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Iraq & Afganistan Wars

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225 Segments




In 'Stop Loss,' a Soldier's Rocky Return from War

Fresh Air film critic David Edelstein reviews Stop Loss, a film about a decorated Army sergeant (Ryan Phillippe) who resists an order to serve another tour of duty in Iraq on the grounds that he has already fulfiled his contract with the military.


PBS Series Takes a Long Look at 'Bush's War'

"Bush's War," a two-part special from the PBS series Frontline, investigates the lead-up to — and the justification for — the U.S. war in Iraq. Journalist and Frontline producer Michael Kirk joins Fresh Air to discuss the program.


Oscar-Nominated 'Taxi' a Grim Wartime Ride

Film critic David Edelstein reviews the new documentary Taxi to the Dark Side, which sounds like a horror film — and in some ways, Edelstein says, actually is. It's been nominated for an Academy Award.


'Weekly Standard' Editor William Kristol

Editor and cofounder of the conservative Washington-based political magazine, The Weekly Standard, and an opinion columnist for The New York Times, William Kristol is a neoconservative voice on the Iraq war; he was among those who advocated for the U.S. to remove Saddam Hussein from power before Sept. 11, 2001.


Defense Analyst Carl Conetta

Carl Conetta co-directs the Project on Defense Alternatives, a defense-policy think tank. Earlier, he was a research fellow at the Institute for Defense and Disarmament Studies; he served for three years as editor of their journal, Defense and Disarmament Alternatives, and of the Arms Control Reporter.


Author and Journalist Lawrence Wright

Lawrence Wright is an author, screenwriter, playwright and a staff writer for The New Yorker magazine. He sits on the Council on Foreign Relations, and he won a Pulitzer Prize for his book The Looming Tower: Al-Qaeda and the Road to 9/11.


Professor Kanan Makiya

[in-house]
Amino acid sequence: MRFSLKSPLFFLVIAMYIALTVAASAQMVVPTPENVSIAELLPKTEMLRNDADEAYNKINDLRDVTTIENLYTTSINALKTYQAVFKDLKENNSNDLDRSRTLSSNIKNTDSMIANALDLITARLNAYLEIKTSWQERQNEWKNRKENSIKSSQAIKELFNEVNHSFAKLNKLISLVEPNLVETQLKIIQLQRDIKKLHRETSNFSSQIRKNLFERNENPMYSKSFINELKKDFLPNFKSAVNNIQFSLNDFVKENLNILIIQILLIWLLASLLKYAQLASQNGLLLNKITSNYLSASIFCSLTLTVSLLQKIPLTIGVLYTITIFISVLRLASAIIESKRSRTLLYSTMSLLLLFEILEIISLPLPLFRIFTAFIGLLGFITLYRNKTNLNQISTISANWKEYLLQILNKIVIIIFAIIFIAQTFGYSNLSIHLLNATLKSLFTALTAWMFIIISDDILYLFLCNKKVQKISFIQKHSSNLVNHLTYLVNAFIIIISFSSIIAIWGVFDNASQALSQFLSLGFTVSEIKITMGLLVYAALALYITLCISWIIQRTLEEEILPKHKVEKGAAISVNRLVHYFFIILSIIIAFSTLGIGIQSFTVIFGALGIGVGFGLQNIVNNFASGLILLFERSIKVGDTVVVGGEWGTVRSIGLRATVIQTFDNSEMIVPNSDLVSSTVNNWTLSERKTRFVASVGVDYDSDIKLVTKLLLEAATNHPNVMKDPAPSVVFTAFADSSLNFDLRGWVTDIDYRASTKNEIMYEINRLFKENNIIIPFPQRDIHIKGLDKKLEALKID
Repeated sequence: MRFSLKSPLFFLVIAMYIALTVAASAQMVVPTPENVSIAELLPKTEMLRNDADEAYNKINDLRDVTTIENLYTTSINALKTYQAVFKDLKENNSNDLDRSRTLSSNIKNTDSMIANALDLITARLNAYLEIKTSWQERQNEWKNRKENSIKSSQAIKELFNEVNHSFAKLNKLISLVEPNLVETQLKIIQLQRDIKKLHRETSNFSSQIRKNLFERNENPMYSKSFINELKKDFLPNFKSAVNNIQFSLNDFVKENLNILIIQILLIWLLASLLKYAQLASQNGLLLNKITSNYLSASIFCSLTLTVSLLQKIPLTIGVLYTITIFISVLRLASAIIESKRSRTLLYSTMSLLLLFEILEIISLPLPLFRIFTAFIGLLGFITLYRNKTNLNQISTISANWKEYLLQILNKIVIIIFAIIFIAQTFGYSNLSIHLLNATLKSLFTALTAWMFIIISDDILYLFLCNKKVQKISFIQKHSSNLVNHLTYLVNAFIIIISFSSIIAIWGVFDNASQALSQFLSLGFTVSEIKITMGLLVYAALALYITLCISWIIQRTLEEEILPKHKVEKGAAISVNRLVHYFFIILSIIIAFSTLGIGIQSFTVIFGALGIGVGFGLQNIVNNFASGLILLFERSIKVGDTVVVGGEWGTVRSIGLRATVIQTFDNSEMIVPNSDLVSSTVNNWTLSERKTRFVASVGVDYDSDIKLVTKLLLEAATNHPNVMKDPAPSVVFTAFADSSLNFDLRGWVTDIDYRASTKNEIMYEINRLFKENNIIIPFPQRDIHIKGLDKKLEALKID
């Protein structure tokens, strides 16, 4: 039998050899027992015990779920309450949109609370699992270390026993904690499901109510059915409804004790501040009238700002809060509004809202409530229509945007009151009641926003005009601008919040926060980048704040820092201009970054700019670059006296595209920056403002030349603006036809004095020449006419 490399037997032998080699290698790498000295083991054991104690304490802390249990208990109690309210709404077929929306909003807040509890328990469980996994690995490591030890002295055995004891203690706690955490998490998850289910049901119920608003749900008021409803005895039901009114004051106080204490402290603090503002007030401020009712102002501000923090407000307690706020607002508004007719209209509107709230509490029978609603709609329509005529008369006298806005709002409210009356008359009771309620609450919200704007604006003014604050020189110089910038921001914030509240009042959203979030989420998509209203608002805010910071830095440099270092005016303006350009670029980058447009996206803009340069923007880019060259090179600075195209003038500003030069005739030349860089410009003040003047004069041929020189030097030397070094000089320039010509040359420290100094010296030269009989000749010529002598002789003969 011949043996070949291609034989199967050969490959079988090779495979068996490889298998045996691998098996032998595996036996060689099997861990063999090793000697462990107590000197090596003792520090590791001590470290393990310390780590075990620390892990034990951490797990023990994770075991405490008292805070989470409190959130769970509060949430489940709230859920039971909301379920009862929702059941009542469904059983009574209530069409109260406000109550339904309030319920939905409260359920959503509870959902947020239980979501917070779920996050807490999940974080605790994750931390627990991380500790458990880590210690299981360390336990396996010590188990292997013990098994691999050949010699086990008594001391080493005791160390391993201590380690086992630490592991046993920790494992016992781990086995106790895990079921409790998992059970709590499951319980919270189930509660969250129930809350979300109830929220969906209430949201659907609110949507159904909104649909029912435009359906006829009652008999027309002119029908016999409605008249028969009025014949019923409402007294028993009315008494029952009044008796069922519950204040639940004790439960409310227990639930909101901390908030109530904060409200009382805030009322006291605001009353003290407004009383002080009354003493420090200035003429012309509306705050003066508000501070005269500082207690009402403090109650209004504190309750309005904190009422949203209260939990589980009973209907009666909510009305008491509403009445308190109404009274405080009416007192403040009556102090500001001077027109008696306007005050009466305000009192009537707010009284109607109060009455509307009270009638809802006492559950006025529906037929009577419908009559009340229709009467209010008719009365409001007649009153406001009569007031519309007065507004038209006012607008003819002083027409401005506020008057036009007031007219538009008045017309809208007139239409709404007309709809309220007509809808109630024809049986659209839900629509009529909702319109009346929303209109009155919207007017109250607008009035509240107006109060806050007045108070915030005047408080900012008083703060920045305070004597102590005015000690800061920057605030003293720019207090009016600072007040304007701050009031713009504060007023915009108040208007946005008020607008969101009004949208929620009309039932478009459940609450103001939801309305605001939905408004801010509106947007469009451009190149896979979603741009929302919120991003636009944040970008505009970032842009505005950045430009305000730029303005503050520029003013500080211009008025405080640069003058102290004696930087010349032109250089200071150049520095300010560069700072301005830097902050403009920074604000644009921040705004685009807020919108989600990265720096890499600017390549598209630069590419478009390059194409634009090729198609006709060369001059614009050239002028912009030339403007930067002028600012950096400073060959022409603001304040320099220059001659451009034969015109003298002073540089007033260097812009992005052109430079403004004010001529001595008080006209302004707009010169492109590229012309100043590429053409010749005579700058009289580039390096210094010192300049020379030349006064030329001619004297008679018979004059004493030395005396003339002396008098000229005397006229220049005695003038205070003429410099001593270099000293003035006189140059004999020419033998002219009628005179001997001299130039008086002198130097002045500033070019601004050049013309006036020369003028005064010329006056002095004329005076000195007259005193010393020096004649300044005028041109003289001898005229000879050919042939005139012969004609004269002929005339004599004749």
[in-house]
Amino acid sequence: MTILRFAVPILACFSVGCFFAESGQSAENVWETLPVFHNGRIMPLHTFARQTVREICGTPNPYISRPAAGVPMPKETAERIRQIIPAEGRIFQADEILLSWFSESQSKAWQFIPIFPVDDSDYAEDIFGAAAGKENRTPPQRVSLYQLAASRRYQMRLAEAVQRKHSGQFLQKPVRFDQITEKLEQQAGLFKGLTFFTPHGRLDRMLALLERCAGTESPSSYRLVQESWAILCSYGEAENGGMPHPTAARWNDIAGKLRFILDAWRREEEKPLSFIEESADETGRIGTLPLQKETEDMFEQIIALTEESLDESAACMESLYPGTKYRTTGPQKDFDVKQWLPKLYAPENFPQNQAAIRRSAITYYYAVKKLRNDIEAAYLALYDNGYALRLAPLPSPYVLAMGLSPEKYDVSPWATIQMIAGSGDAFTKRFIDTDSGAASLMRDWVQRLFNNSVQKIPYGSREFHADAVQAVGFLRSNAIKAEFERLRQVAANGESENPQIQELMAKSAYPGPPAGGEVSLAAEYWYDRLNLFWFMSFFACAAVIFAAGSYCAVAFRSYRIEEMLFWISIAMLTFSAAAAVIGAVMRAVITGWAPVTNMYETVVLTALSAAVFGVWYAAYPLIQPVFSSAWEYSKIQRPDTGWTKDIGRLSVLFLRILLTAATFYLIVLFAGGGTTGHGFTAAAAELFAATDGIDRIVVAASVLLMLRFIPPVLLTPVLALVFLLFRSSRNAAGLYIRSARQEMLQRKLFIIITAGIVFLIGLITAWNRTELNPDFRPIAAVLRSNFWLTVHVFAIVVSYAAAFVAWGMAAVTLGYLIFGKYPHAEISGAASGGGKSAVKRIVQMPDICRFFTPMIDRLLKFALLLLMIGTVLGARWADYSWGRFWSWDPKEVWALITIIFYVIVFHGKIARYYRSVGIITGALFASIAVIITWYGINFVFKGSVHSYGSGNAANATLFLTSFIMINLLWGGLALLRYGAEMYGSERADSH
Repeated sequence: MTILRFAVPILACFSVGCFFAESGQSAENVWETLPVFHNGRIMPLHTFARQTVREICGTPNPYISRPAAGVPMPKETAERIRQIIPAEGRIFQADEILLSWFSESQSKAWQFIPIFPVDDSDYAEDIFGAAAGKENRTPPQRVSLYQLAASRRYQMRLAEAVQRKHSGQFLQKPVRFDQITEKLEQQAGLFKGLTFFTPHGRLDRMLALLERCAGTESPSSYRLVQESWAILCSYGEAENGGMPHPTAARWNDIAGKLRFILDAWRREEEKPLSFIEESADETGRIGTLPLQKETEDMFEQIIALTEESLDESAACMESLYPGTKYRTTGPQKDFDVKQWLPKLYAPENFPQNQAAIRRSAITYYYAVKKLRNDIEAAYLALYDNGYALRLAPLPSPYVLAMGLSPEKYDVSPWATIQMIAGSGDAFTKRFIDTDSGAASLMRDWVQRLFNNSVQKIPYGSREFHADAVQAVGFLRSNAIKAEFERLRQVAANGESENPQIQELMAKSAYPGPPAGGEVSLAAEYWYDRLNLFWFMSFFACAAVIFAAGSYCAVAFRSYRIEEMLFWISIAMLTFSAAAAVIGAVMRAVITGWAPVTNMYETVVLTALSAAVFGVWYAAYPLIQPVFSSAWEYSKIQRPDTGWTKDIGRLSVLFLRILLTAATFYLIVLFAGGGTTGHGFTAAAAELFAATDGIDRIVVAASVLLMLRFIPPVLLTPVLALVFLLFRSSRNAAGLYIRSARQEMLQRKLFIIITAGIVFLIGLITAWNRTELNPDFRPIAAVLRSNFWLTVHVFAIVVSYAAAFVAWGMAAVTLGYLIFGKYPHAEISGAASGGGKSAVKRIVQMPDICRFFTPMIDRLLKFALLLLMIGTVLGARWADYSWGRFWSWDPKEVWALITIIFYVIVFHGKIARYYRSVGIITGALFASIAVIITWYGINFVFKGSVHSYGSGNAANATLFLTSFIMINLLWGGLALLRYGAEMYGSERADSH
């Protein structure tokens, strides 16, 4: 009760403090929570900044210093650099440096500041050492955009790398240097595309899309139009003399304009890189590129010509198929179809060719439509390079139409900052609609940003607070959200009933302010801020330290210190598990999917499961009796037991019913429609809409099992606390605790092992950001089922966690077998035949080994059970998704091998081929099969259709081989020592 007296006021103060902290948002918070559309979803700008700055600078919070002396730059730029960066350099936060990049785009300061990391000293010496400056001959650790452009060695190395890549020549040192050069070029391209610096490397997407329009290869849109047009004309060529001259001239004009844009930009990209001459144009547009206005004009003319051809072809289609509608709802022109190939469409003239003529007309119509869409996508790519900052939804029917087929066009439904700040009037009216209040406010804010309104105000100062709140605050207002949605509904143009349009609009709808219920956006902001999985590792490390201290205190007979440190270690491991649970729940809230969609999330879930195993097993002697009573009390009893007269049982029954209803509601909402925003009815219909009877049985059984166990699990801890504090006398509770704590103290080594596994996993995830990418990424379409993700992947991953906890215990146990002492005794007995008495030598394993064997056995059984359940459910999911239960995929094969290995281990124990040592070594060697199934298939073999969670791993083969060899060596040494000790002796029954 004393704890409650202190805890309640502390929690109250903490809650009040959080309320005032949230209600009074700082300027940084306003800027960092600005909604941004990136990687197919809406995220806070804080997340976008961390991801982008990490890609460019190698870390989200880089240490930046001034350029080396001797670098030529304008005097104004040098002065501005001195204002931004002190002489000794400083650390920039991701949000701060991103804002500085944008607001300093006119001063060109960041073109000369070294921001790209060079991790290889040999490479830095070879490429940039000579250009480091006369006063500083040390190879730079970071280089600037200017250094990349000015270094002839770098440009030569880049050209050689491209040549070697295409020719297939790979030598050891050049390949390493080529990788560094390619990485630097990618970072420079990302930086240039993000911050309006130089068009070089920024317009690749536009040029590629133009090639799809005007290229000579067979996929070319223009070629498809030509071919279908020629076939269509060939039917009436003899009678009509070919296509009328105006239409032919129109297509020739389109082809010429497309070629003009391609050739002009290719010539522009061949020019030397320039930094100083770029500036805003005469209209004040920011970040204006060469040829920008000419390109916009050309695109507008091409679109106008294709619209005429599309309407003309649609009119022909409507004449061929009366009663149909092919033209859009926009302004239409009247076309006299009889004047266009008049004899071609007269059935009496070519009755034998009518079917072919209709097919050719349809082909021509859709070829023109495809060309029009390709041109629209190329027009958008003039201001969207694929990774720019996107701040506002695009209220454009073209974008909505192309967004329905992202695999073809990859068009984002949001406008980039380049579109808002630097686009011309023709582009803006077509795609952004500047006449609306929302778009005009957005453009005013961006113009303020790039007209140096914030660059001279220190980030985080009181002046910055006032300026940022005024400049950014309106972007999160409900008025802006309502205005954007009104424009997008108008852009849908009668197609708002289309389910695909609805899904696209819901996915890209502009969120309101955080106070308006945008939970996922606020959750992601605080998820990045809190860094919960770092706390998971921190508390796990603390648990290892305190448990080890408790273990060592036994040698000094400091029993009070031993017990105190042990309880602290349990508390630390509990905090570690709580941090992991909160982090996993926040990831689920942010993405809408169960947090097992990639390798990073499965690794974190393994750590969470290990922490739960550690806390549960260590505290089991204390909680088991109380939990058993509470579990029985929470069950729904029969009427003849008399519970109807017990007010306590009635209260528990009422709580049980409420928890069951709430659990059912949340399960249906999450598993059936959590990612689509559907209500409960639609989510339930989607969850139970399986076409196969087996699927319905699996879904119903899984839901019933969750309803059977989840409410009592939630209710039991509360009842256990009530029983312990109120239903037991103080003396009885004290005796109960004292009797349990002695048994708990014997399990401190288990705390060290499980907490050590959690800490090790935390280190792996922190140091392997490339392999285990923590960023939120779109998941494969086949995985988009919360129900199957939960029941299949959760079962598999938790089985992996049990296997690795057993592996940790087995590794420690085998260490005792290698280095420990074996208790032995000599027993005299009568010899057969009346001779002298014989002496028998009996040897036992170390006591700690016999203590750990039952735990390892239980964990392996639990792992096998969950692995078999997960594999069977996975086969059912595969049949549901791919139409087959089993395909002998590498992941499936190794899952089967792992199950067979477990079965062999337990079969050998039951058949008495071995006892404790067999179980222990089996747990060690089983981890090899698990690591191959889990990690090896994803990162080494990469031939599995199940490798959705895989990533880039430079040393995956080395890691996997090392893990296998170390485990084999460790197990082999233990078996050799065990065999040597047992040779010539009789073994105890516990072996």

Iraqi-born professor Kanan Makiya teaches Islamic and Middle Eastern studies at Brandeis University, outside Boston. He is one of the leading Arab intellectuals who called for the removal of Saddam Hussein; he also advised the Bush administration before the invasion of Iraq.


U.S. Army Lt. Col. John Nagl

Lt. Col. John Nagl commands the 1st Battalion, 34th Armor at Fort Riley, Kan. He served in Operation Desert Storm and was the operations officer of a tank battalion task force in Operation Iraqi Freedom. He helped author the Army's Counterinsurgency Field Manual.


Retired British Army Gen. Sir Michael Rose

Gen. Sir Michael Rose was best known as the commander of the U.N. Protection Force in Bosnia in the 1990s. In 2006, he called for the impeachment of then-Prime Minister Tony Blair for leading England into war in Iraq under false pretenses.


Former U.S. Ambassador Peter Galbraith

A former U.S. ambassador to Croatia and a senior diplomatic fellow at the Center for Arms Control and Non-Proliferation, Peter Galbraith is author of The End of Iraq: How American Incompetence Created A War Without End.


Thomas Ricks on Key Threats in Today's Iraq

Washington Post correspondent Thomas Ricks has recently returned from Iraq — where senior military commanders now say that the key threat facing the U.S.effort isn't terrorists, it's the intransigence of the Shia-dominated government.

Ricks, a regular Fresh Air guest, is a Pulitzer Prize-winning journalist and author of the best-selling Fiasco: The American Military Adventure in Iraq.


'Fiasco' Author Reports On the Petraeus Report

Thomas Ricks, senior Pentagon correspondent for The Washington Post, discusses this week's long-awaited progress report from Gen. David Petraeus and Ambassador Ryan Crocker, the top two American officials in Iraq.

Ricks is a Pulitzer Prize-winning journalist and the author of the best-selling book Fiasco: The American Military Adventure in Iraq. It's just come out in paperback.


From Baghdad, This Is Jamie Tarabay

NPR's Baghdad bureau chief, Jamie Tarabay, has been living in and covering Iraq since December 2005. She spoke to Terry Gross in Fresh Air's Philadelphia studios, during a two-week break from her reporting duties. Australian by birth and Lebanese by heritage, Tarabay speaks fluent Arabic and French. She lived for three years as a child in Beirut during the bombings there. Before joining NPR she was a correspondent for the Associated Press, reporting from Southeast Asia, Jordan, Lebanon and Egypt.


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